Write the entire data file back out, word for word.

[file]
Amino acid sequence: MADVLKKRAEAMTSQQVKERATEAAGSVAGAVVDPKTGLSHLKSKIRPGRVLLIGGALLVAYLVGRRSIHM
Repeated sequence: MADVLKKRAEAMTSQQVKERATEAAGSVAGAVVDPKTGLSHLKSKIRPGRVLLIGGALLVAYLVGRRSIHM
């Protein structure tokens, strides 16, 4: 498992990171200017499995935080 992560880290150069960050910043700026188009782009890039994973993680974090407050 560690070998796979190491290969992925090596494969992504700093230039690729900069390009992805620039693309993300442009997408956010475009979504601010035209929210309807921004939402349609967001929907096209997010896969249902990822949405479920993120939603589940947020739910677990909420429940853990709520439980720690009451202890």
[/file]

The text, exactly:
Amino acid sequence: MADVLKKRAEAMTSQQVKERATEAAGSVAGAVVDPKTGLSHLKSKIRPGRVLLIGGALLVAYLVGRRSIHM
Repeated sequence: MADVLKKRAEAMTSQQVKERATEAAGSVAGAVVDPKTGLSHLKSKIRPGRVLLIGGALLVAYLVGRRSIHM
């Protein structure tokens, strides 16, 4: 498992990171200017499995935080 992560880290150069960050910043700026188009782009890039994973993680974090407050 560690070998796979190491290969992925090596494969992504700093230039690729900069390009992805620039693309993300442009997408956010475009979504601010035209929210309807921004939402349609967001929907096209997010896969249902990822949405479920993120939603589940947020739910677990909420429940853990709520439980720690009451202890």